Award-winning author and music industry veteran Bob Spitz joins Tim to discuss the break-up of The Beatles, a watershed moment in the history of rock and roll, and how it impacted the music and entertainment and American culture for decades to come.
The Beatles released “Love Me Do” on October 5, 1962, their first single. Their second single “Please Please Me” reached number one on nearly every chart in U.K.
“Please Please Me” was the first in a series of 11 of 12 Beatles albums that reached number one in the U.K. In the U.S., over six years, the Beatles had the top-selling single in one out of every six weeks, and the top-selling album in one out of every three weeks.
“Sgt. Pepper’s Lonely Hearts Club Band” was released in June 1967, and would eventually be ranked number one on Rolling Stone magazine’s list of “The 500 Greatest Albums of All Time.”
- The Beatles toured for four years in the 1960s, greeted constantly by screaming Baby Boomers, so much so that their music usually couldn’t even be heard by the crowd or the Beatles themselves.
- Enthusiastically chaotic crowds became a signature of every Beatles performance.
- The band members started to feel the pressure after four years.
The End of Touring and Brian Esptein
- In August 1966, John Lennon was quoted in an article that the “Beatles are more popular than Jesus.” The reaction across America was extremely negative.
- John Lennon appeared in a press conference for damage control.
- Band members’ concerns over their own safety intensified.
- Later that month, after a concert, George Harrison said he no longer wanted to tour. John Lennon agreed. Paul McCartney then became convinced and the touring came to an end.
- On August 27, 1967, band manager and close mentor to every member of the Beatles, the “fifth Beatle” Brian Epstein dies as the result of an accidentally fatal mixture of drugs and alcohol.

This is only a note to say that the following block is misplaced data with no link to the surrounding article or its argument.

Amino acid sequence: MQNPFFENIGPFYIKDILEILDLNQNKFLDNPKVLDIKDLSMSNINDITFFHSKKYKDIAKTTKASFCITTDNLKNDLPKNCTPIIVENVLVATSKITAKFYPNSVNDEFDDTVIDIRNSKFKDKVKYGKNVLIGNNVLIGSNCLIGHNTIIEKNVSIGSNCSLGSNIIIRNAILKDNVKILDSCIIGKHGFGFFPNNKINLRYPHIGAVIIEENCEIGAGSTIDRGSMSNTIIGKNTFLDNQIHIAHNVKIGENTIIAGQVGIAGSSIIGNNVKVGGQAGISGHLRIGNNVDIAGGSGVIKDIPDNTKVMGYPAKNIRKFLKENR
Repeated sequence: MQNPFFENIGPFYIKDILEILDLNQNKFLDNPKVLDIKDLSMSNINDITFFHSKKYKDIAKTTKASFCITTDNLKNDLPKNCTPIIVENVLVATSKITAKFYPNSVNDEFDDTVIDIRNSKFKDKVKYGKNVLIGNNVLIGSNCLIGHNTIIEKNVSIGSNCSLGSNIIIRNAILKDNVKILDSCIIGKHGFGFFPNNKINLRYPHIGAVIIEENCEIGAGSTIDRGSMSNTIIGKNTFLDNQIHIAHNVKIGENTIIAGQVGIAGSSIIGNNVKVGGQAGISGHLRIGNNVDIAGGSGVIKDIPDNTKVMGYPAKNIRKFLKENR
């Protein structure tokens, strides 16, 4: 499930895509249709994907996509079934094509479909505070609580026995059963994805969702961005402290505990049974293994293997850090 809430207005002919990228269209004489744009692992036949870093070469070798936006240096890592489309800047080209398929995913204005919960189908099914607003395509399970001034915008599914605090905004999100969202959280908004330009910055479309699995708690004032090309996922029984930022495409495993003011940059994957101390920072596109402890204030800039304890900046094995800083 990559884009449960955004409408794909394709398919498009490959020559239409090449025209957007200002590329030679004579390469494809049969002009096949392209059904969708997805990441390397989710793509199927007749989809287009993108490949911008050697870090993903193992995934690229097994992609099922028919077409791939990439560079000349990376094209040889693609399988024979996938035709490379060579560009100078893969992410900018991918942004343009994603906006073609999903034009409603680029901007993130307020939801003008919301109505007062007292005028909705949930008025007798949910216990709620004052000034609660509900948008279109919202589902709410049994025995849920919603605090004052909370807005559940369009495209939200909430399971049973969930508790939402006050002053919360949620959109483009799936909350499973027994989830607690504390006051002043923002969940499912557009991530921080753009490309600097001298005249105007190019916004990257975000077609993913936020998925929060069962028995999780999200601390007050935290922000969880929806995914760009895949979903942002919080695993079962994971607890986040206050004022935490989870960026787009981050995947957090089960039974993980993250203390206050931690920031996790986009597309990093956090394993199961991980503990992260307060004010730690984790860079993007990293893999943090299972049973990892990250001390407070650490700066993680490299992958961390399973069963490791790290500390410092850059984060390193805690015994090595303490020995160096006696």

Enter Yoko Ono
- In May 1968, John brings Yoko Ono to a recording session unannounced.
- She was an artist who John met while still married.
- Yoko’s presence changes the dynamics of recording sessions and the dynamics of the band. Tensions rose.
No New Contract – The End
- In January 1969, John and Yoko meet with Allen Klein, who John entrusts with his own business affairs.
- John lobbies for Allen Klein to serve as Brian Epstein’s replacement.
- Paul McCartney wanted his wife Linda’s father/brother (both lawyers) to play the role.
- A standoff ensues and Paul never signs on with Klein.
- In September 1969, in a meeting over the future of the Beatles, it is said that John says it’s over, but Klein and the others convince him to stay through negotiations with a record company.
- Band members had started to pursue solo projects
- On April 10, 1970, Paul McCartney announces he’s leaving The Beatles.
- The Beatles: The Biography, By Bob Spitz
- The Beatles (Official Site)
- The Beatles in the Rock and Roll Hall of Fame
- The Beatles’ U.S. Invasion, 50 Years Later, CBS News
- Five Myths About the Beatles, Washington Post
About this Episode’s Guest Bob Spitz
Bob Spitz is the award-winning author of the biographies Dearie: The Remarkable Life of Julia Child and The Beatles, both New York Times bestsellers, as well as six other nonfiction books and a screenplay. He has represented Bruce Springsteen and Elton John in several capacities. His articles appear regularly in magazines and newspapers.